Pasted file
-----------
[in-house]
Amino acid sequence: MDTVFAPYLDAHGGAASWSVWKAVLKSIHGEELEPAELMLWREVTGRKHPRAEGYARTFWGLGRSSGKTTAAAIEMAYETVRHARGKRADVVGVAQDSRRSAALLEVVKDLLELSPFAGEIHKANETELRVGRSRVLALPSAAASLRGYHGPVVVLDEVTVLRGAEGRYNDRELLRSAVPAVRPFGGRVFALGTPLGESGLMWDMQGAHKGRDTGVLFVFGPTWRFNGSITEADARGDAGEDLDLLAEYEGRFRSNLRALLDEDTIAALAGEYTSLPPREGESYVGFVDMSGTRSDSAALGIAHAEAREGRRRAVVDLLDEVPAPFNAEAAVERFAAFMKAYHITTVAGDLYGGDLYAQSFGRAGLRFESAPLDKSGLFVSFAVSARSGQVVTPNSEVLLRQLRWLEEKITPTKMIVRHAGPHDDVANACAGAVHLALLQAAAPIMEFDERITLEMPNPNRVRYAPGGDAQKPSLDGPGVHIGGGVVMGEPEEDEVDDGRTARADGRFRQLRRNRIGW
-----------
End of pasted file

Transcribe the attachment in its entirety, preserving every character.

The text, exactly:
[in-house]
Amino acid sequence: MDTVFAPYLDAHGGAASWSVWKAVLKSIHGEELEPAELMLWREVTGRKHPRAEGYARTFWGLGRSSGKTTAAAIEMAYETVRHARGKRADVVGVAQDSRRSAALLEVVKDLLELSPFAGEIHKANETELRVGRSRVLALPSAAASLRGYHGPVVVLDEVTVLRGAEGRYNDRELLRSAVPAVRPFGGRVFALGTPLGESGLMWDMQGAHKGRDTGVLFVFGPTWRFNGSITEADARGDAGEDLDLLAEYEGRFRSNLRALLDEDTIAALAGEYTSLPPREGESYVGFVDMSGTRSDSAALGIAHAEAREGRRRAVVDLLDEVPAPFNAEAAVERFAAFMKAYHITTVAGDLYGGDLYAQSFGRAGLRFESAPLDKSGLFVSFAVSARSGQVVTPNSEVLLRQLRWLEEKITPTKMIVRHAGPHDDVANACAGAVHLALLQAAAPIMEFDERITLEMPNPNRVRYAPGGDAQKPSLDGPGVHIGGGVVMGEPEEDEVDDGRTARADGRFRQLRRNRIGW